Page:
The Rise of Smart Cities: Will It Do More Harm Than Good?

The costs of achieving real-time city updates

The ultimate goal of “smart cities” is to provide real-time status updates of a city to solve problems such as traffic congestion and environmental pollution by combining technology, data analytics, and urban services. However, to obtain such a goal, societies will be faced with different issues such as inequality and conflicts of interest between different groups. This, in turn, merits the need to create policies to address such issues while also facilitating the development of smart cities.

Rob Kitchin, in his 2014 article “The Real-time City? Big Data and Urbanism” in GeoJournal notes that there are various advantages to a ‘real-time’ city and also casts concerns on the sacrifices needed by a society to achieve this goal. While policies related to human capital, education, and economic development have the potential to be enhanced by information and communication technologies (ICTs), other policies related to privacy, security, and conflicts of interests between private and public sectors have the potential to be threatened. Policymakers will be tasked with the role of delicately balancing the potential benefits and threats to ensure the success of smart cities in alignment with the preservation of the rights of the citizens.

User Privacy and the Collection of Data

One way to understand how user privacy can be compromised is through understanding how data on urban services is collected. Kitchin notes that the real-time city would mostly rely on automated data collection. In particular, he mentions that automated forms of surveillance, networks created through the Internet of things (IOT) which enables everyday objects to send/receive data through sensors via the Internet, and the tracking of people and objects are of most interest for managing a city. Examples of these networks in a city include cameras auto-scanning license plates and matching them with details of the owner to trace vehicle movement or the attachment of small inexpensive sensors (RFID chips) onto trash bins to detect whether they have been collected or not. With continuous data being collected on people and things, a city can be envisioned as a growing constellation of connected pieces. In addition, the ability to capture these streams of data allows for evidence-informed policy analysis vital to provide objective measures of what is occurring in a city and what should be done to avoid urban problems in the future.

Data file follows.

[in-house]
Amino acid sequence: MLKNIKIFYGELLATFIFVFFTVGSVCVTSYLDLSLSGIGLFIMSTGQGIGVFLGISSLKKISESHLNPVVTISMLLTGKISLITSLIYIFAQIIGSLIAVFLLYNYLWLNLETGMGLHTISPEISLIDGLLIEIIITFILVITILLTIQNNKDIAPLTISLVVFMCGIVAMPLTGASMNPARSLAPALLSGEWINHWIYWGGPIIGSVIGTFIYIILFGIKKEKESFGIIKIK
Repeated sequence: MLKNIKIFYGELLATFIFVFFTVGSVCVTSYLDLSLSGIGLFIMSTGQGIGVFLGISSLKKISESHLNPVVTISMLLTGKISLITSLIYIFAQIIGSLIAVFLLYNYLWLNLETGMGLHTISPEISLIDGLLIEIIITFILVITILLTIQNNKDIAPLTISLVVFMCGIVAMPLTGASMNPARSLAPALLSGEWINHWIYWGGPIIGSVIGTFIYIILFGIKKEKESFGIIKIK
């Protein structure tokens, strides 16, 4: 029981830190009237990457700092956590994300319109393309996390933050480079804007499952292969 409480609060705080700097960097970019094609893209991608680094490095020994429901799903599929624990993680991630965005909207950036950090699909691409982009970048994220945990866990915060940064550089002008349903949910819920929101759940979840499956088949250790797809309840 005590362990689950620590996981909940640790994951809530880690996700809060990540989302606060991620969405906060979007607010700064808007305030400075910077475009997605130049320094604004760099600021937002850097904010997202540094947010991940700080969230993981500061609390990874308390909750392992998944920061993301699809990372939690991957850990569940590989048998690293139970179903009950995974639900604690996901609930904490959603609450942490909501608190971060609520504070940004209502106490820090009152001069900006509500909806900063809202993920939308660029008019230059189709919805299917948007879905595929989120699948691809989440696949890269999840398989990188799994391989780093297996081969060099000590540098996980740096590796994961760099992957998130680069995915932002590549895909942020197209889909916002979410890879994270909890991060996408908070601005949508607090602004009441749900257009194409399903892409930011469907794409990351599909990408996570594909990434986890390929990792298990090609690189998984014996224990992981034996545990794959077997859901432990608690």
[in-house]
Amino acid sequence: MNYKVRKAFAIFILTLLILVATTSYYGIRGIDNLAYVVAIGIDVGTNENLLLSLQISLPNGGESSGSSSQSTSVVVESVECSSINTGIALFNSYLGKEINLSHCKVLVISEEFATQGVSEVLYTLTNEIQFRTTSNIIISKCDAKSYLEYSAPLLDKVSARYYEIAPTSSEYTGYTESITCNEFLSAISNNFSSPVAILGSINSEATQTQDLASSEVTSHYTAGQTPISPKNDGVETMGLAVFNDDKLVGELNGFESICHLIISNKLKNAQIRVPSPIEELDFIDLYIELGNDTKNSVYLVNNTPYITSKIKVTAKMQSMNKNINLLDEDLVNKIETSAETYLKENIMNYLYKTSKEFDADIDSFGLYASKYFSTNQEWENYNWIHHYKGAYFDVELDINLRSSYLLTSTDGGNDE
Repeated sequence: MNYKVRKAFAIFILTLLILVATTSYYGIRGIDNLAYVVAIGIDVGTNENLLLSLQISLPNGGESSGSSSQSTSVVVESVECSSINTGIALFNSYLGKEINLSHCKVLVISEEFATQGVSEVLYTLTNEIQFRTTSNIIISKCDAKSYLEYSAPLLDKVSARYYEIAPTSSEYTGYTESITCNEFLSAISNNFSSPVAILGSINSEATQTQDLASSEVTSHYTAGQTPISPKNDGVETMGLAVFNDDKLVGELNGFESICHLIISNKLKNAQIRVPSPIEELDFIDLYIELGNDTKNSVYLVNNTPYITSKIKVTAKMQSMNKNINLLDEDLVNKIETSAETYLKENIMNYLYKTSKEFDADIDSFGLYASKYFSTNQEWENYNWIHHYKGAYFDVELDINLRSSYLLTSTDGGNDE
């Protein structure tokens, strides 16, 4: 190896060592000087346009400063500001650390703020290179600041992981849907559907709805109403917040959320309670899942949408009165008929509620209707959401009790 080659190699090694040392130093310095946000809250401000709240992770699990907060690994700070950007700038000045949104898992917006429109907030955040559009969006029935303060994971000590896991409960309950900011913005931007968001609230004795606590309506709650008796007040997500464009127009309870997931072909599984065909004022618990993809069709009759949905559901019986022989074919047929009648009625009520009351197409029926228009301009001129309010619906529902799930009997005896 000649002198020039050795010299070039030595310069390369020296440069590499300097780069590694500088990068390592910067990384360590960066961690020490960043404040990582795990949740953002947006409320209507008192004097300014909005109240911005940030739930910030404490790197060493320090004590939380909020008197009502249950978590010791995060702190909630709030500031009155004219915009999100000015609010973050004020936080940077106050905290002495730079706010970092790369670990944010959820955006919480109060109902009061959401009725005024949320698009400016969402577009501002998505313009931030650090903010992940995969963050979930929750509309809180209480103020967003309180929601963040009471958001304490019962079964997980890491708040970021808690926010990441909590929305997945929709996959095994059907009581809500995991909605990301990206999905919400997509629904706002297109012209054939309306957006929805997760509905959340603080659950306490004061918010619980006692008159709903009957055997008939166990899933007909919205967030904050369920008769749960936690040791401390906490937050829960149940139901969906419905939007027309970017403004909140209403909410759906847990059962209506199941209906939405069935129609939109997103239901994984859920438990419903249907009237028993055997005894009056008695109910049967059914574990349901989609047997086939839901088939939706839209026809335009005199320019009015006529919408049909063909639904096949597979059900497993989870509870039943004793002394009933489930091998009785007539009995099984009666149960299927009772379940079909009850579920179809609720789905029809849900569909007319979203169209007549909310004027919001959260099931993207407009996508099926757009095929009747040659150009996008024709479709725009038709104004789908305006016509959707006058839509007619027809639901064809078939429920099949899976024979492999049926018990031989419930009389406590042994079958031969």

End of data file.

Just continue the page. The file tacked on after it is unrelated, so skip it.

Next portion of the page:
This offers an attractive vision of the future but also raises a number of concerns.

Technocratic Governance

One concern that the author raises concerns technocratic governance. Governing a city through feeds of information leads to a disassembly of complex social situations into simple computable problems. While this sounds appealing in theory, technocratic forms of governance are highly narrow in scope and fail to take into account the wider effects of culture, politics, policy, governance, and capital that have shaped and influenced cities. Smart cities cannot easily solve structural problems rooted in the environment. Rather, they use real-time analytics to solve manifestations of these root issues, conveniently painting over cracks rather than fixing them.

False Red Flags

Streetbump App utilized in Boston to pinpoint pot holes

In addition, smart cities are prone to issuing false red flags. In one example, Boston released the Streetbump[1] app, utilizing the accelerometer and GPS in smartphones to detect and report potholes. People in lower income groups and the elderly are less likely to have smartphones, which meant that the app excluded data from a large part of the population of the city resulting in an unequal allocation of funds. If data collected from smart cities does not accurately reflect the activities of people in the city, then will the benefits of using data for smart cities outweigh the costs? Measures to ensure accurate and equality of collection of data, would have to be taken by policymakers to ensure fairness and equal representation regardless of what socioeconomic class, demographic, or area of a city a citizen belongs to.

Corporatization of City Governance

Another problem, Kitchin argues, that may arise with the creation of smart cities is the corporatization of city governance. Kitchin notes that people are already concerned that the government consists of politicians with large special interests, and will give free hand exploitation to large corporations who will develop smart city-related technologies. Policymakers should be in charge of alleviating the concerns of citizens by creating guidelines and means of oversight as well as ensuring the safety of citizens’ data.

Without regulated oversight and enforcement concerning abuses and misuse of the data, there is likely to be a significant resistance and push-back against real-time urban analytics by citizens.

As more aspects and issues of life are captured through data in dynamic ways, tension between the technology enabling more effective modes of governance and concern from citizens is set to grow. It will be crucial for policymakers to consider protection of consumer data privacy, accurate representation of population in the data, and regulation of the budget spent on smart infrastructure to fully reap the benefits of urban analytics and gain widespread acceptance from the community.


Like what you read? Give Jennifer Joe a round of applause.

From a quick cheer to a standing ovation, clap to show how much you enjoyed this story.